Technology has changed the practice of medicine—clinically and operationally. But what about the technology on the business operations side of your practice? Do you have a strategy for keeping up in this mobile world?
Health Care Information Technology
As major healthcare systems begin to offer patients virtual visits, they’re going to affect physicians, both employed and independent. So it’s time to sit up and take notice of what’s happening in the marketplace. Here’s what to expect and how telehealth may change your practice.
A new study published in the Annals of Family Medicine shows that healthcare information technology is not helping providers with the aspects of care coordination they need most.
Many physicians regard patient portals as just another hoop they have to jump through to get their electronic health record (EHR) incentives and/or avoid Medicare penalties. But that view can be short-sighted, consultants say, if practices neglect portal services that are attractive to patients.
A study of 34 physician practices jointly sponsored by RAND Corporation and the American Medical Association found that alternative payment models are changing the way physicians and medical practices operate. However, changing the payment system doesn't always ensure patient care improves.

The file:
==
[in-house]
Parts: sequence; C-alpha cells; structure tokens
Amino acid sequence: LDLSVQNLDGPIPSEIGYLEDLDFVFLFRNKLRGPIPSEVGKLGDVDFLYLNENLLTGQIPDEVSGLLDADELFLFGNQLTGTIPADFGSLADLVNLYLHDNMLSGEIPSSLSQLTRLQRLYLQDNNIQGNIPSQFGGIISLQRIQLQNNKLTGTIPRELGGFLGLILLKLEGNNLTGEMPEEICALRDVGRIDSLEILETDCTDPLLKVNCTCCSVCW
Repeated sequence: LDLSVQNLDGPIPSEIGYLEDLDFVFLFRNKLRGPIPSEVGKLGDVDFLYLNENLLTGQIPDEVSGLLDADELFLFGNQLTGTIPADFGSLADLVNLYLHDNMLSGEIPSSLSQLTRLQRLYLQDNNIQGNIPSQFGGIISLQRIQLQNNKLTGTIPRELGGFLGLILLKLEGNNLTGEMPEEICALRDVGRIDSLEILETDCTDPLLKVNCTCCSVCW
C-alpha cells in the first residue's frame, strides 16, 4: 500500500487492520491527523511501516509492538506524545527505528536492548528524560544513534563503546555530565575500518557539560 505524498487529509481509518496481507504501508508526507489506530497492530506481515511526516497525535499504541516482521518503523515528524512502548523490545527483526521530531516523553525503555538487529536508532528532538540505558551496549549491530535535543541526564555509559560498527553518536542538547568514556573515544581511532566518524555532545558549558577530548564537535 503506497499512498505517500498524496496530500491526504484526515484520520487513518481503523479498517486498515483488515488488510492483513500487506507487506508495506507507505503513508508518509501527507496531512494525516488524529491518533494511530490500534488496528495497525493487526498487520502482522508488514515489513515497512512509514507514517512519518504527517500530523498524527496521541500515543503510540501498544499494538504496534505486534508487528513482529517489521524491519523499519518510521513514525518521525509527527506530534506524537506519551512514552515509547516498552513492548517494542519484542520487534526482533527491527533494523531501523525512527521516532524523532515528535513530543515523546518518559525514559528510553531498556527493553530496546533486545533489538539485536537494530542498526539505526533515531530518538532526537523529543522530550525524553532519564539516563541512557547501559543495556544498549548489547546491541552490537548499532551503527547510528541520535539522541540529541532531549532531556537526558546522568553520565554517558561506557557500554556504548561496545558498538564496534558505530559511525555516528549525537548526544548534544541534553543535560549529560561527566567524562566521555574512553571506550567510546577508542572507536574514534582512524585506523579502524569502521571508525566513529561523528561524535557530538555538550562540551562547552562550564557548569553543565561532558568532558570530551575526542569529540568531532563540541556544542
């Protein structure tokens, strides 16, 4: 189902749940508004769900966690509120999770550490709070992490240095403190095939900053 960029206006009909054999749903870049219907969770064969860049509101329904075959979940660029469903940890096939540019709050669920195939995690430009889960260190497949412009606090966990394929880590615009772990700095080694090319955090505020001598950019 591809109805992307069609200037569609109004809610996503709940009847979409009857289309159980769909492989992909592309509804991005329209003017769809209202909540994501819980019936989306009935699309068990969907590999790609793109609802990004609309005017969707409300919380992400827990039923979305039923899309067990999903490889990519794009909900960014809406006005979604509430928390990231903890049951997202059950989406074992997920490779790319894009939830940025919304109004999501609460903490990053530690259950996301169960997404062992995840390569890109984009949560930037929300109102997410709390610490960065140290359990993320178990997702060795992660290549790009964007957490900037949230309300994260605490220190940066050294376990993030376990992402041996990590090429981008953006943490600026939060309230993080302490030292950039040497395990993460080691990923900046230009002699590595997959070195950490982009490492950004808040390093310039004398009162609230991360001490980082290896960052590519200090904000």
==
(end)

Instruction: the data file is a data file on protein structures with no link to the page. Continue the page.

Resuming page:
Many physicians doubt that electronic health records (EHRs) improve the quality of care. But relatively few practices are mining their EHR data to see how well they’re doing or to update their care delivery processes.
The November round of ICD-10 testing conducted by the Centers for Medicare and Medicaid Services (CMS) has been deemed a success through a poll conducted by the American Academy of Professional Coders (AAPC).
Five primary care facilities will test a new initiative that will allow patients to view and add to their physicians’ visit notes in their electronic health records (EHR) systems.
As of November 1, 2014, only 2% of eligible professionals had attested to Meaningful Use 2. This is not good news for the
thousands of independent physician practices that rely on Medicare payments: the Center for Medicare Services is slated to hand
out 1% penalties this year for MU2 slackers
Here are seven strategies your practice can use to make sure you meet all the requirements of the MU program should the auditors come calling, and ensure you can keep the incentive money you earned.